His aim was to bet­ter re­flect and pub­licly em­brace his multi-hy­phen­ate iden­tity, one that baf­fled de­ci­sion-mak­ers ear­lier in his ca­reer. “Ev­ery­body was like, ‘How do we mar­ket him? What is he? Is he Asian and black? But his name is Miguel.’ My curly hair would throw peo­ple off too. ‘We don’t get it. He’s black? Asian? Mex­i­can? Look at his hair. What?’ ”

L.A. iden­tity

A few weeks later af­ter a late­morn­ing photo shoot at the Sunken City, beach-side con­crete ru­ins in San Pe­dro that have be­come a teen hang­out, Miguel and his en­tourage loaded into a black Es­calade and head to Busy Bee Mar­ket, a lo­cally well-known sand­wich shop and gro­cery not far from Ter­mi­nal Is­land. While wait­ing for a sub, the artist sat on a bench es­pous­ing Pe­dro as peo­ple around him ca­su­ally rub­ber-necked in recog­ni­tion. “It’s main­tained a bit of a small-town vibe, which is awe­some,” he said.

He spoke with ob­vi­ous love for his home­town, a largely work­ing­class trans­porta­tion hub with a char­ac­ter far re­moved from the wealthy en­claves nearby.

If the Busy Bee visit sug­gested a newly crowned, newly rich cham­pion re­vis­it­ing his quaint, roug­hand-tum­ble youth, it was tem­pered by Miguel’s in­ter­ac­tions with a few old friends he ran into while eat­ing on the curb out­side. “Say hi to your sis­ter,” he said to one friend.

“All the long­shore­men were up the hill,” he said of his neigh­bor­hood, which was “closer to where the cruise ships pulled up, right by the bridge.” He re­called a thrift store in Old Town called Cheap that pro­vided the style-con­scious young would-be artist with in­ex­pen­sive fash­ion. “We didn’t have any money, so I’d go in there and geek out on weird....” The re­sult was a mix-and-match in­di­vid­u­al­ism borne of equal parts ne­ces­sity and cre­ativ­ity. The store’s gone, but Old Town hasn’t changed much, he said.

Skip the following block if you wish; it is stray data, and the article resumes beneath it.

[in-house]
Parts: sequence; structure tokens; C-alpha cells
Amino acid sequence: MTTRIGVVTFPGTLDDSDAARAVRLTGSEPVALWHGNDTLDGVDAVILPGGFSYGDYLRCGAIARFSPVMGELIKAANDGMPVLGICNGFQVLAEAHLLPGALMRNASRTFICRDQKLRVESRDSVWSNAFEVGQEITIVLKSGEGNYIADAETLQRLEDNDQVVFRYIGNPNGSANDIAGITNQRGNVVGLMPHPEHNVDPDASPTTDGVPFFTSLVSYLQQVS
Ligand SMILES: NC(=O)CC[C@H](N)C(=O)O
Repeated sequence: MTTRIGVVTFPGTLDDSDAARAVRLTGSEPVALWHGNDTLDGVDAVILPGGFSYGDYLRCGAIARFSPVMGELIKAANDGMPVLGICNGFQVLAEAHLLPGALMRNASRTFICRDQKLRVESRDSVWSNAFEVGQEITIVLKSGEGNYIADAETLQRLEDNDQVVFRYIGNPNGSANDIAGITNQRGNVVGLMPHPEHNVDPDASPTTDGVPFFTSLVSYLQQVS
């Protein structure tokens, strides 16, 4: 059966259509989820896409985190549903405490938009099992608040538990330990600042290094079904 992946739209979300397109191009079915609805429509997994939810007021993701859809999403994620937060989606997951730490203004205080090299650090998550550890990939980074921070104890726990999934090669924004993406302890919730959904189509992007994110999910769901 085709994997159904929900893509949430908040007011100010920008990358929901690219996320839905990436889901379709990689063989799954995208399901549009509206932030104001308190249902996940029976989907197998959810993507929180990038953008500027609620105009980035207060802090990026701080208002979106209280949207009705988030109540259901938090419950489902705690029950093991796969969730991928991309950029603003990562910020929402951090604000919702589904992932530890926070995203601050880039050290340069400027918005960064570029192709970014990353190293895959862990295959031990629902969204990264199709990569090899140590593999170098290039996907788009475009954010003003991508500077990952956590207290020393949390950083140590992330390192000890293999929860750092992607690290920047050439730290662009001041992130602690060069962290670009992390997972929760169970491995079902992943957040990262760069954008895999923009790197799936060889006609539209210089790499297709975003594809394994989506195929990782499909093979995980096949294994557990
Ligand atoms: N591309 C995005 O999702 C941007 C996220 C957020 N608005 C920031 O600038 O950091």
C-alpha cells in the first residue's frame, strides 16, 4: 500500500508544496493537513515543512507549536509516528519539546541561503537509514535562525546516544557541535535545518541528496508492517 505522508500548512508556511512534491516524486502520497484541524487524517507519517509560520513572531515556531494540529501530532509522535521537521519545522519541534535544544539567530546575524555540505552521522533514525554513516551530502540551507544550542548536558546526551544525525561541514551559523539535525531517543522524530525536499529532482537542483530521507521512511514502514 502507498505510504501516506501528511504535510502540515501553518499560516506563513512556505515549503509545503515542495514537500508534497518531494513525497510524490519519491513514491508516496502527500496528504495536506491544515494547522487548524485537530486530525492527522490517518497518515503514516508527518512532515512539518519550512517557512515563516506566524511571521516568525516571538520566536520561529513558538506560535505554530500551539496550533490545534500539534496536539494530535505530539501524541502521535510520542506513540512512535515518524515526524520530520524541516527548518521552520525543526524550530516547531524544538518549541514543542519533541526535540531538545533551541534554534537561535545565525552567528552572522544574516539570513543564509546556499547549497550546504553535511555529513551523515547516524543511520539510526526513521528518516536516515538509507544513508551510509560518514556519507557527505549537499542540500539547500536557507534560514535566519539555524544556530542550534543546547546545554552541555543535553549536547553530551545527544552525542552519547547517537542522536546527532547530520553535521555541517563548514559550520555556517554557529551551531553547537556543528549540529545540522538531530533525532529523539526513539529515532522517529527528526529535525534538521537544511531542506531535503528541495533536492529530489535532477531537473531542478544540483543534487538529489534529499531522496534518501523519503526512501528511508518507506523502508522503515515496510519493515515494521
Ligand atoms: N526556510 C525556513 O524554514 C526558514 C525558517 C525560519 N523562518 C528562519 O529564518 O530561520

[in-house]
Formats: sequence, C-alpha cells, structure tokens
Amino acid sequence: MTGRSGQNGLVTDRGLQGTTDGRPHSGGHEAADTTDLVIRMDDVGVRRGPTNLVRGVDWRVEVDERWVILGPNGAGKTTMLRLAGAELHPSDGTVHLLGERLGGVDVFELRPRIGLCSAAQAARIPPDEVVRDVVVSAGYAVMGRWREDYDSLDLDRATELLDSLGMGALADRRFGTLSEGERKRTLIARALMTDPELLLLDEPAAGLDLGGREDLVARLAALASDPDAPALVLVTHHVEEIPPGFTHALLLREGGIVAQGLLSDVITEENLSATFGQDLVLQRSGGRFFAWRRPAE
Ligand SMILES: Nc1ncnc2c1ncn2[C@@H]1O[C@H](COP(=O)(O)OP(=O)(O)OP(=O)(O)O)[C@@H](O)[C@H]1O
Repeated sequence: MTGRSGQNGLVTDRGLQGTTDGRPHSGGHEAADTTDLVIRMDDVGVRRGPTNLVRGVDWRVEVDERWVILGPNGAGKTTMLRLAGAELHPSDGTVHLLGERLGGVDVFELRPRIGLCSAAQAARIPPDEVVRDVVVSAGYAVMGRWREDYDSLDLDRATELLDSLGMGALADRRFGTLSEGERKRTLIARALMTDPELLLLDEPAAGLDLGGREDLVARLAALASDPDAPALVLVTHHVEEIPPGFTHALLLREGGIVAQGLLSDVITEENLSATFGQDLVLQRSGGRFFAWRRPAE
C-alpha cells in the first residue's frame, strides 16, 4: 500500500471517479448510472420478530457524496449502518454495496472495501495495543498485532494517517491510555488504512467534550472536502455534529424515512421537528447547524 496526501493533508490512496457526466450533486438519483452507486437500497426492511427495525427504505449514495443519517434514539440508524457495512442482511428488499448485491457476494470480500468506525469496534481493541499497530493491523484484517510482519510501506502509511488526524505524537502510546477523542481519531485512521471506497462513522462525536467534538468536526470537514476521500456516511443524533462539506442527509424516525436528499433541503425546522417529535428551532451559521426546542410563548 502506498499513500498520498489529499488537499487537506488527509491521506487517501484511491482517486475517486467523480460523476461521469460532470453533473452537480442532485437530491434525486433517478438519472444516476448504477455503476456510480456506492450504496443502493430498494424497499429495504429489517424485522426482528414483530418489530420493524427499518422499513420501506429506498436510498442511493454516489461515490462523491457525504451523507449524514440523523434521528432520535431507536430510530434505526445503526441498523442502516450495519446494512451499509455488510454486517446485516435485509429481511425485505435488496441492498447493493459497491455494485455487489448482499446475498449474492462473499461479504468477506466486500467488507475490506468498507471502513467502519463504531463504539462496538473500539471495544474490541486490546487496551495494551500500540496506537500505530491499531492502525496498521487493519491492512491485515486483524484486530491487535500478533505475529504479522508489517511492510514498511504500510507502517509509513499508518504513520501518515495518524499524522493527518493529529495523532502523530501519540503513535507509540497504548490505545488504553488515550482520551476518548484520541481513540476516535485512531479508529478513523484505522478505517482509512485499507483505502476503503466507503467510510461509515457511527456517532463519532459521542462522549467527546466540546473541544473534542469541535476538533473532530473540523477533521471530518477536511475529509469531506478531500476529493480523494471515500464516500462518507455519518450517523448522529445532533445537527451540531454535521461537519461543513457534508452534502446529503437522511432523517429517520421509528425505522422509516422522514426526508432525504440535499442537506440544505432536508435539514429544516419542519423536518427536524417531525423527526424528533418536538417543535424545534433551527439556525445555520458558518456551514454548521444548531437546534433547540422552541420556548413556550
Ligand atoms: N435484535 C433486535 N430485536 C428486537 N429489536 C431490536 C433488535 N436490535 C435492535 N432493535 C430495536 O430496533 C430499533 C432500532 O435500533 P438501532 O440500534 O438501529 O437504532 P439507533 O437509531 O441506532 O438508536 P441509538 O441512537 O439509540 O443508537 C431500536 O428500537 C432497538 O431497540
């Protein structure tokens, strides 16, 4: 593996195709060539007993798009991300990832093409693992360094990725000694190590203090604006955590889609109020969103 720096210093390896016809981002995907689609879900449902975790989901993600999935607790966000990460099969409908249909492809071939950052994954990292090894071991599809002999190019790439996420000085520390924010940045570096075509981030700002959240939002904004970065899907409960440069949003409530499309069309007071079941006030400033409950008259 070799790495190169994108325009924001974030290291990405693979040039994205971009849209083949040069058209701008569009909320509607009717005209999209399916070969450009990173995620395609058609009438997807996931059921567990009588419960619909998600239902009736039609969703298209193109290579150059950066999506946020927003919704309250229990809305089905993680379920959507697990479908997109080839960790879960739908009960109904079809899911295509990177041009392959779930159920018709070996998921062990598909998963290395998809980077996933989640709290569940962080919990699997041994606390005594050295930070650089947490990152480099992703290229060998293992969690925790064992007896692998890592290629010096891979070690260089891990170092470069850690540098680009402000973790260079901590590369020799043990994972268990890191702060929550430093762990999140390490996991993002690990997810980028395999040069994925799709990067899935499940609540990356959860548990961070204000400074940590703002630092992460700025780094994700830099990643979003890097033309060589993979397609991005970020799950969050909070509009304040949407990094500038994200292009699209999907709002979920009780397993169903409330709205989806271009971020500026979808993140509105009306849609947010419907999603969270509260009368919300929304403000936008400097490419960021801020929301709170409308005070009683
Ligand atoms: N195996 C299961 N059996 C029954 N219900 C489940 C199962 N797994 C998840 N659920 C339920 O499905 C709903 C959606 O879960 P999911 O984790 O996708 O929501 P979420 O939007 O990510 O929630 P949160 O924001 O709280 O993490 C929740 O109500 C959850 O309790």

“I had to pick and choose who I iden­ti­fied with, which con­trib­utes to me be­ing the artist that I am. I don’t feel like I need to con­form. I’ve been dif­fer­ent.” The ten­sion, though, fu­eled a re­al­iza­tion. “I am Los An­ge­les,” he said. “I’m Mex­i­can and black. As far as I’m con­cerned, I’m one of the best rep­re­sen­ta­tions of L.A.” Though Korean, Ar­me­nian and Chi­nese Amer­i­cans and oth­ers might take ex­cep­tion, that idea helped de­fine “Wild­heart.”

The artist, who will head­line Club Nokia on Fri­day, re­cently an­nounced his Wild heart Tour, which will carry him across North Amer­ica through the sum­mer. It will con­clude in grand fash­ion on the lawn of Hol­ly­wood For­ever Ceme­tery on Sept. 4.

At his man­age­ment of­fices as the fi­nal songs played, the artist came upon a kind of con­clu­sion. “Wild hearts are the ones that tran­scend,” he ex­plained. “They tran­scend pro­gram­ming, the sub­con­scious ceil­ings that are placed upon us whether we know it or not. It’s the ones that say ... I’m go­ing to do it. I be­lieve I can.”

“Wild­heart” sug­gests heal ready has.

ran­dall.roberts@latimes.com

Christina House For The Times

“I’M MEX­I­CAN AND BLACK. As far as I’m con­cerned, I’m one of the best rep­re­sen­ta­tions of L.A.,” says Miguel. “Wild­heart” will be re­leased June 30.

Pho­to­graphs by Christina House For The Times

MIGUEL

was born and raised in San Pe­dro, where he is pic­tured, and In­gle­wood. He wanted “Wild­heart,” his new al­bum, “to feel the way that I knowmy city.”

MIGUEL is right at home at Busy Bee Mar­ket, a sand­wich shop and gro­cery in San Pe­dro that is fa­vored by the lo­cals.